Robert Tetlow (1922-1988)

A Berkeley Watercolorist Rediscovered and Remembered

JUNE 1 to JUNE 29, 2019

For 36 years Robert “Bob” Tetlow taught landscape architecture at the University of California. He began his lifelong teaching career at UC Davis in 1952 before coming to Berkeley in 1954 where he became known for his dedication as a teacher, described as one of those people “absolutely committed to creating a quality environment.”

Born in Astoria, Oregon, Bob studied briefly at Oregon State University before enlisting in the United States Navy in 1941. After his war service in the Pacific, he entered the University of Oregon to earn his bachelor’s degree in landscape architecture in 1949. Seeking advanced work in landscape architecture, he came to the University of California at Berkeley and gained a Master of Landscape Architecture degree in 1951. A few years later he returned to Berkeley where he dedicated his life as teacher for the next three decades. He taught a wide variety of courses in landscape design, graphics and drawing and landscape construction. His teaching was enriched by the breadth of his background in art, music and literature. Bob chaired the Department of Landscape Architecture from 1977 to 1981. This was a period of time when he asserted his strong beliefs in design education and effectively bolstered the design curriculum which had been sometimes overshadowed by regional and environmental planning issues during the 1970s.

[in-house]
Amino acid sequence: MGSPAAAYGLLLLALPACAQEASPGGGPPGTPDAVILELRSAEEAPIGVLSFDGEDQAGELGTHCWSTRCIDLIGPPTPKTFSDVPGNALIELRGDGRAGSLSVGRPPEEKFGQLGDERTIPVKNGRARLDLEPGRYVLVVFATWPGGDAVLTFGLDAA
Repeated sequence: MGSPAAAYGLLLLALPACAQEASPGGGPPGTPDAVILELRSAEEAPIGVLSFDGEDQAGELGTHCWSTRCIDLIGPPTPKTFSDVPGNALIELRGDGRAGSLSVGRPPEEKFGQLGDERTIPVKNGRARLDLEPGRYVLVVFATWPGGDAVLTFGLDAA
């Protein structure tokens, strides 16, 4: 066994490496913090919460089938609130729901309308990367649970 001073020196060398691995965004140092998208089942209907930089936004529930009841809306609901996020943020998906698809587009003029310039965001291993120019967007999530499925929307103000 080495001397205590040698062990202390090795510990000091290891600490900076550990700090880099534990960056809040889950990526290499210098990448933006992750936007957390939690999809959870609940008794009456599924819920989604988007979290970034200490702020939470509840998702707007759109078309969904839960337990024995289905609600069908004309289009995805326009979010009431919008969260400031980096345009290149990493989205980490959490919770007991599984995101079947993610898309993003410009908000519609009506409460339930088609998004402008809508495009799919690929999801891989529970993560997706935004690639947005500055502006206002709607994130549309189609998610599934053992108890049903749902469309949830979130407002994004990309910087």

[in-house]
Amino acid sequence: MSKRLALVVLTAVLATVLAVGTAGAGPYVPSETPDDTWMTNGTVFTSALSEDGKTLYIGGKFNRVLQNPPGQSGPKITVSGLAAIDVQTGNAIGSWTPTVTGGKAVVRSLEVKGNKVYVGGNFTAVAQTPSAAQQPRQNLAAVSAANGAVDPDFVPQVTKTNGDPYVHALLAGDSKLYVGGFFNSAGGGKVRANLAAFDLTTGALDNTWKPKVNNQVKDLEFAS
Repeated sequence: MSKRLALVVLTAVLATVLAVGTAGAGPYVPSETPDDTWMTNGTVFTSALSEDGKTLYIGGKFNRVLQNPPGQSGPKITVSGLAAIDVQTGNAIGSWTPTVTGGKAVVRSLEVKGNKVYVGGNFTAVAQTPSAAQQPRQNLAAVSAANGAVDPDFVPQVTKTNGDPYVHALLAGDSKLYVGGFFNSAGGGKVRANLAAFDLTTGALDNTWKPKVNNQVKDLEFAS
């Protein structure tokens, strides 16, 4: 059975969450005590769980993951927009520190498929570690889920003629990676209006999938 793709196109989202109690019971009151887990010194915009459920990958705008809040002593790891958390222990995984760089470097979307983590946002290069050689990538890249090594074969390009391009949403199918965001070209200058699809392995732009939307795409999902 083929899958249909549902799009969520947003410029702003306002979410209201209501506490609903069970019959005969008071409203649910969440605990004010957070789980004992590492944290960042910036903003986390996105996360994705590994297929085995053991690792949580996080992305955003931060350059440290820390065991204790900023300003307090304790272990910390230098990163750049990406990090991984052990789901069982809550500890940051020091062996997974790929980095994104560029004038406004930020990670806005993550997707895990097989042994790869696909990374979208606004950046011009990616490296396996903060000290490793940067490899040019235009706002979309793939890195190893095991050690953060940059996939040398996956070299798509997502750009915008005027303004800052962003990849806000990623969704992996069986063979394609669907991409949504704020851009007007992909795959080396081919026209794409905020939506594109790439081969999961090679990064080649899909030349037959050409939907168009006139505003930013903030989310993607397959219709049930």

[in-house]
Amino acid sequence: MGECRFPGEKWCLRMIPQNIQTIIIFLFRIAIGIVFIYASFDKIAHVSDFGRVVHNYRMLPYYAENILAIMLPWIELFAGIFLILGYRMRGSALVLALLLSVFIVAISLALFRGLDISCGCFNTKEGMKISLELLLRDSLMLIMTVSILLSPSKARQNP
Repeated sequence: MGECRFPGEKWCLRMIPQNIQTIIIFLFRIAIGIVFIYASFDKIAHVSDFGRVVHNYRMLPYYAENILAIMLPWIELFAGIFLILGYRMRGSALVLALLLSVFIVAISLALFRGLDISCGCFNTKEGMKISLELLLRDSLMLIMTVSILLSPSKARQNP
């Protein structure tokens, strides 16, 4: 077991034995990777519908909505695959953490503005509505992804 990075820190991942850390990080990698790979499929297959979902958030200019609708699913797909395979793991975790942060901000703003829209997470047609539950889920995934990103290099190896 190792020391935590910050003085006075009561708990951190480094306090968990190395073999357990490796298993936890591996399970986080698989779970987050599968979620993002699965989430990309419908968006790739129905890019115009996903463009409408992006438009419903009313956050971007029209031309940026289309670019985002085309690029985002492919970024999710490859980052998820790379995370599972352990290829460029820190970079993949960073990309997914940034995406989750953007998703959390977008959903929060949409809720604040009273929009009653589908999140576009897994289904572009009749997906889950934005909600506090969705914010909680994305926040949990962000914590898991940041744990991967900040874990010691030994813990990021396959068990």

In his own practice, Tetlow’s most noted work was for the Strybing Arboretum and Botanical Gardens in Golden Gate Park, San Francisco. In 1959, he wrote the master plan for the gardens which embraced the philosophy of minimizing human impact on nature—a philosophy that ran throughout his work.

Bob was a talented and accomplished artist, in both photography and watercolor. An exhibition of photographs in collaboration with David Arbegast in 1959, entitled “Man’s Impact on the Bay Area Landscape,” drew attention to environmental problems and helped prepare the way for environmental activism in the Bay Area in the 1960s.

Although Bob held numerous exhibitions of his exquisite watercolors throughout the Bay Area, he maintained a low profile as an artist. This is the first exhibition of his work since his death.

We are honored to have the opportunity to offer his watercolors in the gallery. The paintings are offered subject to prior sale.